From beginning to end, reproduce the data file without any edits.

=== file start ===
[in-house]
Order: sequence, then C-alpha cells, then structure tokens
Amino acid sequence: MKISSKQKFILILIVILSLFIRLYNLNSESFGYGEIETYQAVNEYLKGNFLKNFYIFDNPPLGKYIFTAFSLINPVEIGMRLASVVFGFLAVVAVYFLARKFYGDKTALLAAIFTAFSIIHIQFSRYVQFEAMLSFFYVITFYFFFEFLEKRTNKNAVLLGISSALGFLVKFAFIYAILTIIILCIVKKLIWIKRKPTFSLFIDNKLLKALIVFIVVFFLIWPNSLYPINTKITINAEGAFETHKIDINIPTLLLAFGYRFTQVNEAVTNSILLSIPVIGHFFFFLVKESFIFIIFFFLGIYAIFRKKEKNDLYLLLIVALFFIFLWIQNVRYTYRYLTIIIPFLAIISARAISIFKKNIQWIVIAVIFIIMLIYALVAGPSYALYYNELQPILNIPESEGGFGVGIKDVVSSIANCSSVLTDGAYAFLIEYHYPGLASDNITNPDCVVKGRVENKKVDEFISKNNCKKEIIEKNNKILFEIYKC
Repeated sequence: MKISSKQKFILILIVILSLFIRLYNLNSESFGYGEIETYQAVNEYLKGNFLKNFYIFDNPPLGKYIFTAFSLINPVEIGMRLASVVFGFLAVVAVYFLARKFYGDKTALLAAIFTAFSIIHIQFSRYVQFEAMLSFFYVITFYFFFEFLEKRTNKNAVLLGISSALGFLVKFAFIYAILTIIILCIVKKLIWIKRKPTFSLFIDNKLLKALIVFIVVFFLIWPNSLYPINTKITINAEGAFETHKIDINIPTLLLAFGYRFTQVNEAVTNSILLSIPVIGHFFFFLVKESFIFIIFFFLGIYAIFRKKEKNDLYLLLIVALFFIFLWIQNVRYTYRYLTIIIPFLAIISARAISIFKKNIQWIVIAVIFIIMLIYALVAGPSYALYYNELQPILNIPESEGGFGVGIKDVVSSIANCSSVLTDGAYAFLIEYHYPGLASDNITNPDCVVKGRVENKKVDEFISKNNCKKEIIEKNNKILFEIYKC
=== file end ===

[in-house]
Order: sequence, then C-alpha cells, then structure tokens
Amino acid sequence: MKISSKQKFILILIVILSLFIRLYNLNSESFGYGEIETYQAVNEYLKGNFLKNFYIFDNPPLGKYIFTAFSLINPVEIGMRLASVVFGFLAVVAVYFLARKFYGDKTALLAAIFTAFSIIHIQFSRYVQFEAMLSFFYVITFYFFFEFLEKRTNKNAVLLGISSALGFLVKFAFIYAILTIIILCIVKKLIWIKRKPTFSLFIDNKLLKALIVFIVVFFLIWPNSLYPINTKITINAEGAFETHKIDINIPTLLLAFGYRFTQVNEAVTNSILLSIPVIGHFFFFLVKESFIFIIFFFLGIYAIFRKKEKNDLYLLLIVALFFIFLWIQNVRYTYRYLTIIIPFLAIISARAISIFKKNIQWIVIAVIFIIMLIYALVAGPSYALYYNELQPILNIPESEGGFGVGIKDVVSSIANCSSVLTDGAYAFLIEYHYPGLASDNITNPDCVVKGRVENKKVDEFISKNNCKKEIIEKNNKILFEIYKC
Repeated sequence: MKISSKQKFILILIVILSLFIRLYNLNSESFGYGEIETYQAVNEYLKGNFLKNFYIFDNPPLGKYIFTAFSLINPVEIGMRLASVVFGFLAVVAVYFLARKFYGDKTALLAAIFTAFSIIHIQFSRYVQFEAMLSFFYVITFYFFFEFLEKRTNKNAVLLGISSALGFLVKFAFIYAILTIIILCIVKKLIWIKRKPTFSLFIDNKLLKALIVFIVVFFLIWPNSLYPINTKITINAEGAFETHKIDINIPTLLLAFGYRFTQVNEAVTNSILLSIPVIGHFFFFLVKESFIFIIFFFLGIYAIFRKKEKNDLYLLLIVALFFIFLWIQNVRYTYRYLTIIIPFLAIISARAISIFKKNIQWIVIAVIFIIMLIYALVAGPSYALYYNELQPILNIPESEGGFGVGIKDVVSSIANCSSVLTDGAYAFLIEYHYPGLASDNITNPDCVVKGRVENKKVDEFISKNNCKKEIIEKNNKILFEIYKC